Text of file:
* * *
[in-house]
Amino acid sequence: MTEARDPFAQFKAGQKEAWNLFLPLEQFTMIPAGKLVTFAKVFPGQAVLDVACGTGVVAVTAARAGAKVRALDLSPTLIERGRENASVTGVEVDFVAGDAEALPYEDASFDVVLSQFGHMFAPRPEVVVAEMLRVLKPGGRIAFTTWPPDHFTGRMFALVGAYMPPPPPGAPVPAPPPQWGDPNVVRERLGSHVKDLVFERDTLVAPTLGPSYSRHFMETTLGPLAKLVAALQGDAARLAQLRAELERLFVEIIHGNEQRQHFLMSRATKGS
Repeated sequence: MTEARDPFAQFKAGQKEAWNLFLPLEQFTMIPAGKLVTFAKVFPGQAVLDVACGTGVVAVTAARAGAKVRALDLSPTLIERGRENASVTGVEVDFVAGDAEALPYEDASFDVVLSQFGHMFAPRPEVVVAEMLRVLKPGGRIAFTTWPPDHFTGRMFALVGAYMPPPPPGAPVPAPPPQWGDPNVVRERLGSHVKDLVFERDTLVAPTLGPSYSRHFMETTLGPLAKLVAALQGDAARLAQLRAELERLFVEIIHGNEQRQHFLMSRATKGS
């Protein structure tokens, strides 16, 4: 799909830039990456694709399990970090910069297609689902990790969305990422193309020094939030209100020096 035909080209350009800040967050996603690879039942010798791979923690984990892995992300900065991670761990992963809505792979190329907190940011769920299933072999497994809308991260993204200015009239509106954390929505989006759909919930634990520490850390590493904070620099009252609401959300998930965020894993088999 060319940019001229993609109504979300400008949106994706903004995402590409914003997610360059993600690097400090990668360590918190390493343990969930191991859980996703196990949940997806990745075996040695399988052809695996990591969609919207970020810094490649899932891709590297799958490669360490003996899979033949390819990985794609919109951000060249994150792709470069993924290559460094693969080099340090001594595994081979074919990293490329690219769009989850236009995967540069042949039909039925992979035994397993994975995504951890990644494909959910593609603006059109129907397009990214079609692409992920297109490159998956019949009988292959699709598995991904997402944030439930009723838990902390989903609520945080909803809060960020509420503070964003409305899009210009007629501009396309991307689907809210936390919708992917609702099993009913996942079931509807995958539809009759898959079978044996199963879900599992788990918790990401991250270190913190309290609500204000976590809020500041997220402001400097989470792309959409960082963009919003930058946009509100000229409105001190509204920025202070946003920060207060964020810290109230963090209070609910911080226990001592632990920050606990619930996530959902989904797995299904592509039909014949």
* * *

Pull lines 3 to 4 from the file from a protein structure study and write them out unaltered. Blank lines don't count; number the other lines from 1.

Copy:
Repeated sequence: MTEARDPFAQFKAGQKEAWNLFLPLEQFTMIPAGKLVTFAKVFPGQAVLDVACGTGVVAVTAARAGAKVRALDLSPTLIERGRENASVTGVEVDFVAGDAEALPYEDASFDVVLSQFGHMFAPRPEVVVAEMLRVLKPGGRIAFTTWPPDHFTGRMFALVGAYMPPPPPGAPVPAPPPQWGDPNVVRERLGSHVKDLVFERDTLVAPTLGPSYSRHFMETTLGPLAKLVAALQGDAARLAQLRAELERLFVEIIHGNEQRQHFLMSRATKGS
């Protein structure tokens, strides 16, 4: 799909830039990456694709399990970090910069297609689902990790969305990422193309020094939030209100020096 035909080209350009800040967050996603690879039942010798791979923690984990892995992300900065991670761990992963809505792979190329907190940011769920299933072999497994809308991260993204200015009239509106954390929505989006759909919930634990520490850390590493904070620099009252609401959300998930965020894993088999 060319940019001229993609109504979300400008949106994706903004995402590409914003997610360059993600690097400090990668360590918190390493343990969930191991859980996703196990949940997806990745075996040695399988052809695996990591969609919207970020810094490649899932891709590297799958490669360490003996899979033949390819990985794609919109951000060249994150792709470069993924290559460094693969080099340090001594595994081979074919990293490329690219769009989850236009995967540069042949039909039925992979035994397993994975995504951890990644494909959910593609603006059109129907397009990214079609692409992920297109490159998956019949009988292959699709598995991904997402944030439930009723838990902390989903609520945080909803809060960020509420503070964003409305899009210009007629501009396309991307689907809210936390919708992917609702099993009913996942079931509807995958539809009759898959079978044996199963879900599992788990918790990401991250270190913190309290609500204000976590809020500041997220402001400097989470792309959409960082963009919003930058946009509100000229409105001190509204920025202070946003920060207060964020810290109230963090209070609910911080226990001592632990920050606990619930996530959902989904797995299904592509039909014949």